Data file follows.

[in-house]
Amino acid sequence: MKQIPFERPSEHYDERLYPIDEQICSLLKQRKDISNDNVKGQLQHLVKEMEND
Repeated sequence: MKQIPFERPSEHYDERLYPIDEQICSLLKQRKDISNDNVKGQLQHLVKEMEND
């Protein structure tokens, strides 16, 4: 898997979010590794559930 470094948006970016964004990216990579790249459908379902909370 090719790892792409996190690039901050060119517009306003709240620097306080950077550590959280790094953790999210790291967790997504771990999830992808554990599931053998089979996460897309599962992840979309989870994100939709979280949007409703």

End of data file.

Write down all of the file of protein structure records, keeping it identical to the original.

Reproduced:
[in-house]
Amino acid sequence: MKQIPFERPSEHYDERLYPIDEQICSLLKQRKDISNDNVKGQLQHLVKEMEND
Repeated sequence: MKQIPFERPSEHYDERLYPIDEQICSLLKQRKDISNDNVKGQLQHLVKEMEND
């Protein structure tokens, strides 16, 4: 898997979010590794559930 470094948006970016964004990216990579790249459908379902909370 090719790892792409996190690039901050060119517009306003709240620097306080950077550590959280790094953790999210790291967790997504771990999830992808554990599931053998089979996460897309599962992840979309989870994100939709979280949007409703």